The Lure of Fragrance in the Garden
Old narcissus 'Golden Dawn'
Did you ever enter a garden and notice a wonderful fragrance and try to track down the source? Many flowers have fragrance when sniffed up close but some are so aromatic that they can permeate the entire garden. Fragrance has been an important part of gardens forever but modern breeding has favored flower size and colors while too often overlooking scent. Roses are a good example. The spicy richness of "Maggie", 'Belinda's Dream' and 'Duchesse de Brabant' leave an impression not easily forgotten.
Sweet Olive (Osmanthus fragrans) is a small tree or large evergreen shrub that flourishes over much of the South. Its small, creamy white blossoms occur during warm spells all fall, winter and spring and on a still day can be experienced 20 or 30 feet from the source. The same is true of winter honeysuckle, (Lonicera fragrantissima). My grandmother had one planted at the back gate and it bloomed every year in January and February with lemony scented yellowish blossoms. It is one of the few shrubs that thrives equally well in all areas of our state.
Gardenias are another heirloom favorite. Although they prefer acid soils, gardenias were so highly prized by our ancestors that even in the hot, dry areas of our state they could prosper when the soil was amended with leaf mold, peat moss or other similar soil amendments. My parents had a large specimen planted outside their bedroom window in Houston and it could scent the entire garden and house when at its peak in late spring, early summer.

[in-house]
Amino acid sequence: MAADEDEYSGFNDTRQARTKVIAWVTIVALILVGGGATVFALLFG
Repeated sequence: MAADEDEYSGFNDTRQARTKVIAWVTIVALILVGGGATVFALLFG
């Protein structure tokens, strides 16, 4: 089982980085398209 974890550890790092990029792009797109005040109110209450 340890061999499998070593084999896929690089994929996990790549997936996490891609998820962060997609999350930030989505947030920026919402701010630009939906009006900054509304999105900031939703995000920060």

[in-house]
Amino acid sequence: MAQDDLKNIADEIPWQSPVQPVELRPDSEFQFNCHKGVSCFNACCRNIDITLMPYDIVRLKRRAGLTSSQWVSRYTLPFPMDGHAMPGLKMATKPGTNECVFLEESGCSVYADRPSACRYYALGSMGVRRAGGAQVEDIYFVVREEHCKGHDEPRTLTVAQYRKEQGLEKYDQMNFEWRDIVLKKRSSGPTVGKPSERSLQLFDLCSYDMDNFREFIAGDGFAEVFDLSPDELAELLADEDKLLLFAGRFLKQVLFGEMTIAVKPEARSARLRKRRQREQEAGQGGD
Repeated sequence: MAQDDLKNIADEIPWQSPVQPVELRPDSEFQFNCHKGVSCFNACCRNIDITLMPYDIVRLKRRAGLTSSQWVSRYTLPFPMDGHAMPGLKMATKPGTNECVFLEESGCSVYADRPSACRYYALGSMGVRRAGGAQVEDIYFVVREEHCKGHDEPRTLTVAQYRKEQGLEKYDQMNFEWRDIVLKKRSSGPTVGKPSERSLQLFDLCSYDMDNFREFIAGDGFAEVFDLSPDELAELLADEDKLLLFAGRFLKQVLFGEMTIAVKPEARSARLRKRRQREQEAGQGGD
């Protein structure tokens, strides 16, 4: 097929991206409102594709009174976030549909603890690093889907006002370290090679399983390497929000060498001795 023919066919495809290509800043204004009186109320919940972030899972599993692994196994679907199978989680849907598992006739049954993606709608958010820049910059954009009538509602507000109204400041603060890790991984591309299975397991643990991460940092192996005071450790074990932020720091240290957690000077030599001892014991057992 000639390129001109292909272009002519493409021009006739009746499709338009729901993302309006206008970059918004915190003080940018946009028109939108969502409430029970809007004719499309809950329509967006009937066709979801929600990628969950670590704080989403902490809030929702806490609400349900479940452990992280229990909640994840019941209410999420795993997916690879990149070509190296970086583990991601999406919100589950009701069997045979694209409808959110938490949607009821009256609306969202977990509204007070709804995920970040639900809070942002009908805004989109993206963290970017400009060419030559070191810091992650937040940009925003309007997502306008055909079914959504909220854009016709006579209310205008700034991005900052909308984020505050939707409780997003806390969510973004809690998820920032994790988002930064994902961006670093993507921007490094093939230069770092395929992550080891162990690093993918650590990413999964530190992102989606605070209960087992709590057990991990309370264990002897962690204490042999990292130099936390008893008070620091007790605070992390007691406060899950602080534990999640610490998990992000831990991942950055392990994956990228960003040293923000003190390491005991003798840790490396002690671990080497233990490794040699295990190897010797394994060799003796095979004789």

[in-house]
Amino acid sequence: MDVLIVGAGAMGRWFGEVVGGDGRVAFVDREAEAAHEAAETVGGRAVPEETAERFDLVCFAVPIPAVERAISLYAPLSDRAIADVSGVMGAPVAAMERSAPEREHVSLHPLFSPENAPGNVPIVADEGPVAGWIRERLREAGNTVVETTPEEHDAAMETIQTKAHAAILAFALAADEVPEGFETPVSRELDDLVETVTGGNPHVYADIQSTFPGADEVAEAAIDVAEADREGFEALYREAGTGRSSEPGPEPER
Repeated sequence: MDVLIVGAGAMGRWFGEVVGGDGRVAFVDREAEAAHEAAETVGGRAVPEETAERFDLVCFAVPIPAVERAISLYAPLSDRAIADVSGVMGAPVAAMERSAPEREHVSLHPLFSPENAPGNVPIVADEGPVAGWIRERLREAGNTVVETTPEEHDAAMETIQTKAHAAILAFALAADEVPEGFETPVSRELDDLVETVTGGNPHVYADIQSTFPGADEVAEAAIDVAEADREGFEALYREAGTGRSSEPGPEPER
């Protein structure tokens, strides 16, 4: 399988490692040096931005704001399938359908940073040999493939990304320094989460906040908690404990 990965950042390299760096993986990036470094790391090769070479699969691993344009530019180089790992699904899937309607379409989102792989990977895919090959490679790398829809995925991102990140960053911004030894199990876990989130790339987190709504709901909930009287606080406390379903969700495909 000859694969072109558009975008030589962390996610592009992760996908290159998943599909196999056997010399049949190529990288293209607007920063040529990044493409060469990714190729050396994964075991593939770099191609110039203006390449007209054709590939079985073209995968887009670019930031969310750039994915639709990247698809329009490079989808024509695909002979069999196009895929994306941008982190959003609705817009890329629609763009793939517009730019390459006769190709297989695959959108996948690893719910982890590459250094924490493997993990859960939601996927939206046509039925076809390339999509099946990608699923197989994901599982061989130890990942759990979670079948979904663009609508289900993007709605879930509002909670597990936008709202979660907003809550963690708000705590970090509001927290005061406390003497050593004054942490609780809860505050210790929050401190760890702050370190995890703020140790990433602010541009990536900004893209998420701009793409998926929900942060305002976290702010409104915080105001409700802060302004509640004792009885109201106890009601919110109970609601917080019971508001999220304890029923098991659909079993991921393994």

In South Texas and the Rio Grande Valley citrus is an option. Other areas can grow citrus in containers and provide protection during freezing temperatures. Satsumas, kumquats, tangerines and grapefruit are all possibilities and they all have wonderfully fragrant flowers. If you have ever been in a citrus grove at bloom time you know that it is a special experience.
Old-Fashioned Sweet Pea
Now is a good time to plant narcissus and they, too, are among the most fragrant garden plants. Narcissus 'Grand Primo' has been around for hundreds of years and is probably our most reliable spring flowering bulb. N. 'Golden Dawn' is another widely adapted choice and blooms a little later in spring. Order or purchase bulbs now and plant as soon as they arrive. They are best when planted in groups or "drifts" of a dozen or more.
Now is also a good time to plant seeds of sweet peas. As their name implies, sweet peas have a wonderful fragrance and are an all time favorite. In North Texas wait till late winter to plant them but for the rest of us select a place that has a little protection from the North and prepare the soil by adding compost or composted pine bark along with some cotton seed meal or slow release garden fertilizer. Plant next to a fence or trellis so that the vines will have support. Two favorites that are very old and reliable are 'Painted Lady' (pink) and 'Cupani'(purple & rose). Both are usually available from seed sources. You should have lots of fragrant bouquets by late March and April.